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Daisy Wu

Daisy (Shuang) Wu

MSc (Research) in Social Work 2018

Graduated: 2018

Before coming to Edinburgh University, I was studying as an undergraduate student in Chengdu University of Technology, China. I worked hard and hard, ranked second among 76 students, then I had the chance to come here. I thought I was so lucky!

When I was an undergraduate student, my major was Public Administration, which is a mix of Management and Social Science. We had so many different courses and it also meant that we had more choices when pursue a further studying. Some of my classmates continued studying like me, but in Business or Management. I can image that I would be unhappy if I chose Business, which is indeed popular currently. I just wanted to follow my heart - social work!

Coming to Edinburgh, I found that Edinburgh is a quiet city, not like big cities such as London and Manchester. I think personally it is a good place to study, but I did not expect that it would be so cold during the winter … my Chinese classmates liked to say that Edinburgh just has two seasons - one is winter, the other feels like winter!

The most unforgettable things for me were the people here - my supervisor, my classmates. It was all absolutely meaningful. I learned so many new things, both academic and day-to-day. I now realise how much I don’t know; I am anxious that there is a much bigger social science world than I have never seen.

The most interesting course I studied this year was a course on the subject of ‘reflexivity’ in qualitative research. I had never heard this word when I was in China, and there is little information about how to translate it into Chinese. I initially found it hard to understand reflexivity because it is embedded in different cultures. I also learned a lot at Edinburgh about qualitative research. In China, we are taught how to conduct social research, but almost all the research courses are quantitative, such as learning how to design a valid questionnaire, or how to choose your sample using a quantitative approach. So when I came to Edinburgh, my impressions of qualitative research were that it was not a good research method, because too much time would have to be spent conducting an interview or a focus group, as compared with quantitative methods which can be completed in a short time. But later I realized that – wow! - qualitative research can be so vivid! I have used the word ‘vivid’ deliberately, because it is not just a stiff procedure (i.e. collect and then analyse data), but a more complex way to find out from your informants, to really get to the heart of what matters most to them. In my opinion, what happens is an interaction between the researcher and the respondents….it is not only the data itself….more importantly, it is about the further details behind the original data.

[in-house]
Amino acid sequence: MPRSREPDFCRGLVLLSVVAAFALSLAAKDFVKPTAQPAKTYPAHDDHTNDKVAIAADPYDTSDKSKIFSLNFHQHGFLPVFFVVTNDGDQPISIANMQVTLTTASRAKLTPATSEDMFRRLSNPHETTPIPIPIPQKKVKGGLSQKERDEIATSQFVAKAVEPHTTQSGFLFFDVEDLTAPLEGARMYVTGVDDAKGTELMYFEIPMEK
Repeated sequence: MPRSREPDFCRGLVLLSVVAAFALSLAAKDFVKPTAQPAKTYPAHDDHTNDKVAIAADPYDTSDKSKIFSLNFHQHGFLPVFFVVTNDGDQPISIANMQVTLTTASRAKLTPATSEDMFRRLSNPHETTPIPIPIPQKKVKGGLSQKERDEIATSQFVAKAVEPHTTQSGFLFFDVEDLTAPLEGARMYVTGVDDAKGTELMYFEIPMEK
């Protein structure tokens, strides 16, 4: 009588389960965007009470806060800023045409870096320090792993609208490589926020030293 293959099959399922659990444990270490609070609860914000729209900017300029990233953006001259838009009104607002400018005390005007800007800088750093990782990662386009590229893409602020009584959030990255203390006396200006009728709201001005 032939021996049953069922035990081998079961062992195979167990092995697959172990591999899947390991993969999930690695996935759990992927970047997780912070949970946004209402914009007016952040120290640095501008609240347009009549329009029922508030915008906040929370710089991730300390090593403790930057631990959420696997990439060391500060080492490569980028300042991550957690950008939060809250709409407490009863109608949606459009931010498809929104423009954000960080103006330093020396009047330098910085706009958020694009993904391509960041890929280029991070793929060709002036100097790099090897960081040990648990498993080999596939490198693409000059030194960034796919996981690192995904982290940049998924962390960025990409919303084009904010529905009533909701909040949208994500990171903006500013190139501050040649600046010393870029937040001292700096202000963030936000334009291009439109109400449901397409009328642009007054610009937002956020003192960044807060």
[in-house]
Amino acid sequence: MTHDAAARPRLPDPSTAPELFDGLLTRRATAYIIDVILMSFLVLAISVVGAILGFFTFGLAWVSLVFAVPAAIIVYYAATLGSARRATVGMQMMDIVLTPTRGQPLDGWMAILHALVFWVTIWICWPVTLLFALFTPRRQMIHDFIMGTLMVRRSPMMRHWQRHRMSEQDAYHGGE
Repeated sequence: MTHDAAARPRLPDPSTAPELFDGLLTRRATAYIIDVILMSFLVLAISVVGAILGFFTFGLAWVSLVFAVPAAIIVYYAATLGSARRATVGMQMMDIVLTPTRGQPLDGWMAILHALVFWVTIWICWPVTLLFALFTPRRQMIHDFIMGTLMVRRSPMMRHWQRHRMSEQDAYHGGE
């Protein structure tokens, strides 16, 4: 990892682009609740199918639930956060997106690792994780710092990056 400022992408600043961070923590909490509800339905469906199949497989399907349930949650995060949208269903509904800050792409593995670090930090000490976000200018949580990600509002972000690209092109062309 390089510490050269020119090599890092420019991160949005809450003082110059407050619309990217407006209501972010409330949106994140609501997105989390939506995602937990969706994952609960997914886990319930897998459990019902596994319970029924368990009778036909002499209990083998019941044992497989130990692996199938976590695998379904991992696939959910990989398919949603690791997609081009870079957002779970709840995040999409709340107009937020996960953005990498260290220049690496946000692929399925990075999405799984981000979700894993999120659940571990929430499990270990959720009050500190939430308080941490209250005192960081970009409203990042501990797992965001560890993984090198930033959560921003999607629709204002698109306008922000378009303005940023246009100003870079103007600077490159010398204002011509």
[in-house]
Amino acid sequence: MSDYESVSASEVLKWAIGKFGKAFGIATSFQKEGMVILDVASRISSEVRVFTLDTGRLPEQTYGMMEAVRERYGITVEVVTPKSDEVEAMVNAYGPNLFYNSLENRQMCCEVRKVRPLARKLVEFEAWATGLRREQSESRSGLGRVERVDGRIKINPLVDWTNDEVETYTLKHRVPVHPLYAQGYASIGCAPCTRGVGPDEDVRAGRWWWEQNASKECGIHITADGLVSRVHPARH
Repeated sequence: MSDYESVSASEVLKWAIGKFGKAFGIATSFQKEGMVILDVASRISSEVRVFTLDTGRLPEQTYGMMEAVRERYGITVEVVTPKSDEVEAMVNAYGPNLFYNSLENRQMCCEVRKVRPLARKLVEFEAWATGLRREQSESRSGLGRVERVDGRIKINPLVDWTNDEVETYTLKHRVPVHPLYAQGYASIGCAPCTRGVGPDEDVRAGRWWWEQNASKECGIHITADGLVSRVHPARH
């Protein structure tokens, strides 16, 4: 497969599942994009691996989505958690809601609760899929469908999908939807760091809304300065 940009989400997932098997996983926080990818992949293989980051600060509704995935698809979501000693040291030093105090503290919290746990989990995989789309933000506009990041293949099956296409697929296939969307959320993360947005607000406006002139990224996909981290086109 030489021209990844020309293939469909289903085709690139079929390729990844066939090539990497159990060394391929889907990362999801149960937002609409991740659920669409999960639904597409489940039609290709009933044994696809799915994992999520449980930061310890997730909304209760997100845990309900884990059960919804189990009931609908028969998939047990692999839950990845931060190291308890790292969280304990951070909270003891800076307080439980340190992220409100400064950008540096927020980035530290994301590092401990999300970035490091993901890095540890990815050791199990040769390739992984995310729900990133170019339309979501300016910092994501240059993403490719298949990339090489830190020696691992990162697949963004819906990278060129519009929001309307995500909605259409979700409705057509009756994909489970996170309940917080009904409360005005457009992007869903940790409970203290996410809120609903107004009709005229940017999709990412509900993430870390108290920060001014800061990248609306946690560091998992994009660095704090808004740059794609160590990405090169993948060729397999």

I have to say the most important person in my life this year was my supervisor. I could tell so many stories! Initially, I was shy because she was my supervisor - you know, it would be impossible in China that your supervisor might become your friend, but I think we did it. I respect Viv because of her rich experience, both academic and daily life, and Viv told me she also learned something from me through sharing stories with each other. Anyway, it was an enjoyable process, I had the chance to enter into Viv’s world. The most important thing that I learned from her is that no matter who you are, you can learn something from others and also others can learn something from you – so it is important to be modest,  and at the same time be confident.

I will continue study in the field of child social work and I am intent on becoming a social worker. I am sure I will meet new people, listen to new stories and help each other; one thing I can expect now is continuing  to study and learn from others until you are older and older…….

I’d like to end by saying something about the situation here in China. China has developed greatly in recent years, so it is now time that the whole country should pay more attention to disadvantaged groups, which means that China needs more professional social workers in the future. But the situation is terrible: in universities, at least in my university, there are no professional people with a social work background, and it is difficult for us to gain the relevant reading materials. Also in society as a whole, there are few professional social workers and no-one really knows who or what social workers are. This is a changing world now and this is absolutely a turning point for China. I hope more and more Chinese young people can join us, and change social work in China!

Source: Own contribution, 1st October 2018